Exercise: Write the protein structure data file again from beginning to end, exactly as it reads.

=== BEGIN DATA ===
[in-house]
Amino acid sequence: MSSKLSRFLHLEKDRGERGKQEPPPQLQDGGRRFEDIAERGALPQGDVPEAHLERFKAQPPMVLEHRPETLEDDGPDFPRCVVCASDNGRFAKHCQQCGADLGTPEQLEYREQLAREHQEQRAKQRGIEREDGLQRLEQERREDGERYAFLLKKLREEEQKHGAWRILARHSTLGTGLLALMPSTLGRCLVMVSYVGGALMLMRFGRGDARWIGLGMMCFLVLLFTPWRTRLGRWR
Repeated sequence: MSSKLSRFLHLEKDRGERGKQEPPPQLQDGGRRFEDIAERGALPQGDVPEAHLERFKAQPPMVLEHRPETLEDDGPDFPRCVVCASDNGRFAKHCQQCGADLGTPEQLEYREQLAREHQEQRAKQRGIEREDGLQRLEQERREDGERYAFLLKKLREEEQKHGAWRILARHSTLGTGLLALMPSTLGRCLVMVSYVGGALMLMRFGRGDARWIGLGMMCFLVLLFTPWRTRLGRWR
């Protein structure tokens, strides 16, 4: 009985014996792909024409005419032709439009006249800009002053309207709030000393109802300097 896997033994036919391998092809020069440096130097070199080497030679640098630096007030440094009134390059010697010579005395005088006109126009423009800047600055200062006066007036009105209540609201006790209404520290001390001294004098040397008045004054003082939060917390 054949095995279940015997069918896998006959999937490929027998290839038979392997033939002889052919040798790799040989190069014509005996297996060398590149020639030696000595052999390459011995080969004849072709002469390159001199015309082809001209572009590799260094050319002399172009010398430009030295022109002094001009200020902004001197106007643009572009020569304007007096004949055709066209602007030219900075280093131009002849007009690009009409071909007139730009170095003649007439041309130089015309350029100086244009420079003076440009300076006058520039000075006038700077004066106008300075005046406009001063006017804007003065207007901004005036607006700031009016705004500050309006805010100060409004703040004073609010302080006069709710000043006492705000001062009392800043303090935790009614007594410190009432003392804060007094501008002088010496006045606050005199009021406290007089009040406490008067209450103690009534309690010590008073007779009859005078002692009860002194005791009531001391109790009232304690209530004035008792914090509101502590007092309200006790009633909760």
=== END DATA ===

[in-house]
Amino acid sequence: MSSKLSRFLHLEKDRGERGKQEPPPQLQDGGRRFEDIAERGALPQGDVPEAHLERFKAQPPMVLEHRPETLEDDGPDFPRCVVCASDNGRFAKHCQQCGADLGTPEQLEYREQLAREHQEQRAKQRGIEREDGLQRLEQERREDGERYAFLLKKLREEEQKHGAWRILARHSTLGTGLLALMPSTLGRCLVMVSYVGGALMLMRFGRGDARWIGLGMMCFLVLLFTPWRTRLGRWR
Repeated sequence: MSSKLSRFLHLEKDRGERGKQEPPPQLQDGGRRFEDIAERGALPQGDVPEAHLERFKAQPPMVLEHRPETLEDDGPDFPRCVVCASDNGRFAKHCQQCGADLGTPEQLEYREQLAREHQEQRAKQRGIEREDGLQRLEQERREDGERYAFLLKKLREEEQKHGAWRILARHSTLGTGLLALMPSTLGRCLVMVSYVGGALMLMRFGRGDARWIGLGMMCFLVLLFTPWRTRLGRWR
């Protein structure tokens, strides 16, 4: 009985014996792909024409005419032709439009006249800009002053309207709030000393109802300097 896997033994036919391998092809020069440096130097070199080497030679640098630096007030440094009134390059010697010579005395005088006109126009423009800047600055200062006066007036009105209540609201006790209404520290001390001294004098040397008045004054003082939060917390 054949095995279940015997069918896998006959999937490929027998290839038979392997033939002889052919040798790799040989190069014509005996297996060398590149020639030696000595052999390459011995080969004849072709002469390159001199015309082809001209572009590799260094050319002399172009010398430009030295022109002094001009200020902004001197106007643009572009020569304007007096004949055709066209602007030219900075280093131009002849007009690009009409071909007139730009170095003649007439041309130089015309350029100086244009420079003076440009300076006058520039000075006038700077004066106008300075005046406009001063006017804007003065207007901004005036607006700031009016705004500050309006805010100060409004703040004073609010302080006069709710000043006492705000001062009392800043303090935790009614007594410190009432003392804060007094501008002088010496006045606050005199009021406290007089009040406490008067209450103690009534309690010590008073007779009859005078002692009860002194005791009531001391109790009232304690209530004035008792914090509101502590007092309200006790009633909760």